Today I’ll share the results of an experiment I did over the holiday break – I resolved to not look at my phone for five days.
Nor did I look at my laptop. I’m not talking about just avoiding calls and emails. I flat-out didn’t look at them.
I was trying to kick the habit I wrote about a couple weeks ago – needing near-constant informational stimuli that started in March with the pandemic and has continued through the election.
The main takeaway:
I didn’t realize until after it was done how absolutely necessary this was for my emotional health and professional effectiveness.
The first couple days were hard. My brain kept coming up with excuses for why I should “just check the weather” or something else like that. I constantly felt like I was missing something.
On the flip side, the last couple days were awesome. Didn’t miss my phone at all. Went significant portions of the day not even knowing where it was. And that carried over into “re-entry.” I had envisioned a binge as soon as my self-imposed deadline ended. But it turned out that my brain doesn’t “need” all those texts, emails, and social updates like it thought it did. Didn’t miss them by the end. In fact, I kinda had to force myself to dig back in.
Some steps that helped me stay true to the goal:
Before the experiment, I thought of anyone who might have a legit need to reach me within five days' notice, and I let them know. This included my kids, team at my business, and the people I serve in my volunteer work. I simply told them, “I’m going to be away from my phone until Saturday. If there’s an emergency, call Amy (my wife).”
I set an autoresponder on my email that referred people to my team. Of course I gave my team a heads-up about the experiment and empowered them to handle most things.
When I returned to the phone:
When my deadline ended, I had only 20 percent as many text messages as usual – probably the time of year has something to do with that, along with my heads-up to the people who contact me most. More than half of those were long threads on group texts that were quick to catch up on. Only six required me to send a meaningful response.
I would report how many emails I had, but I don’t know. My autoresponder asked people to either contact my team, or email again after I returned. So when I got back, I bulk deleted all the email that came in over the experiment (in the hundreds somewhere).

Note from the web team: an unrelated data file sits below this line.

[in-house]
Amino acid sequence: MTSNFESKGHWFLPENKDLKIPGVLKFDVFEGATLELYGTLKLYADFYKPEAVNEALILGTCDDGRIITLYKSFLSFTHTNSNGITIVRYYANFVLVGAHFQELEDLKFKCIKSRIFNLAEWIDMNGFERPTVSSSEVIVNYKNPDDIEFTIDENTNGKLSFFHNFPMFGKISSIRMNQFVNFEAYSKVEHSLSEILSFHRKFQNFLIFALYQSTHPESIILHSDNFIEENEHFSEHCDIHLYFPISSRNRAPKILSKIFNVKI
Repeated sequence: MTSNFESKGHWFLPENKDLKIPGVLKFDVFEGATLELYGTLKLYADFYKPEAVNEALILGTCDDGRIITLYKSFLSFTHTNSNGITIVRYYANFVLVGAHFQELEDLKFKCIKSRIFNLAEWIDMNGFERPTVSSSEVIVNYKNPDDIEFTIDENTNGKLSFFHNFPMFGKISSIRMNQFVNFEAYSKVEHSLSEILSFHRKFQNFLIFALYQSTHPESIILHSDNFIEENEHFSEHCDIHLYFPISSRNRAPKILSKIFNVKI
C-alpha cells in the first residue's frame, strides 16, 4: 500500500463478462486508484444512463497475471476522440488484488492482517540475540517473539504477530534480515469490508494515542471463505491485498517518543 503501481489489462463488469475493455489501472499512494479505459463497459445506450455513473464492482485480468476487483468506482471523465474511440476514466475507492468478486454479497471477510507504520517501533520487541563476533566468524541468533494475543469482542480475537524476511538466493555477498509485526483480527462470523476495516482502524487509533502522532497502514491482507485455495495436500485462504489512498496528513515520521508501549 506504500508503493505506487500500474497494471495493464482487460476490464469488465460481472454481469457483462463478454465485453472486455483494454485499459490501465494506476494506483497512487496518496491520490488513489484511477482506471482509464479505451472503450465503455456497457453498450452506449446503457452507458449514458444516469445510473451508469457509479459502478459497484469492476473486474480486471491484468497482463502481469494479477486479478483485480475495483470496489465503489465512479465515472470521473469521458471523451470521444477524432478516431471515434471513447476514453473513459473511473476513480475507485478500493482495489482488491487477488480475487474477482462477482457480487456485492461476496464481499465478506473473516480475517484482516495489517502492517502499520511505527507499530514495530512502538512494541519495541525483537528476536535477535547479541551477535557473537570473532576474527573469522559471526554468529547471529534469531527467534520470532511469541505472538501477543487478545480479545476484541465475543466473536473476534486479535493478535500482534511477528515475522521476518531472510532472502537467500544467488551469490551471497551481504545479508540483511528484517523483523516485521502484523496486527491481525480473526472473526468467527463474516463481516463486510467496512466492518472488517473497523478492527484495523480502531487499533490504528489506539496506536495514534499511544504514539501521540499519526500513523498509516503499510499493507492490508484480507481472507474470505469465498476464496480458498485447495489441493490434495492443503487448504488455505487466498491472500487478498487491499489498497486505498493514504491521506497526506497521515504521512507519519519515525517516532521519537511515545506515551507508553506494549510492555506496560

Turns out ONE of those was meaningful and I missed it – I asked someone at a company I work with for some info, and he replied that his colleague had already sent it the week before. I searched the archive and found it – no harm done.
The main thing I noticed was how much time I spent without stimulus. When I was in a situation where I needed to wait for something, I just waited. Went on two hourlong walks with no podcasts or phone calls – amazing.
I read books a lot more than usual, and loved it (re-read the 4-Hour Workweek and got through one-third of Barack Obama’s gigantic memoir).
Also spent a lot more time talking with my wife.
As far as I know, none. Maybe some people didn’t like getting my autoresponder? Maybe a few of the people who texted me would have appreciated a faster response? They might think that, but no one has said anything.
I know not everyone has a team they can refer incoming emails to, or a significant other to refer important calls to. But I hope that this little experiment can empower you to confidently “unplug” for longer periods of time, and enjoy the emotional benefits that are sure to come.
I’m definitely in a much better mindset to reach my goals for the new year than I was before the experiment.
This article was originally published on January 13, 2021
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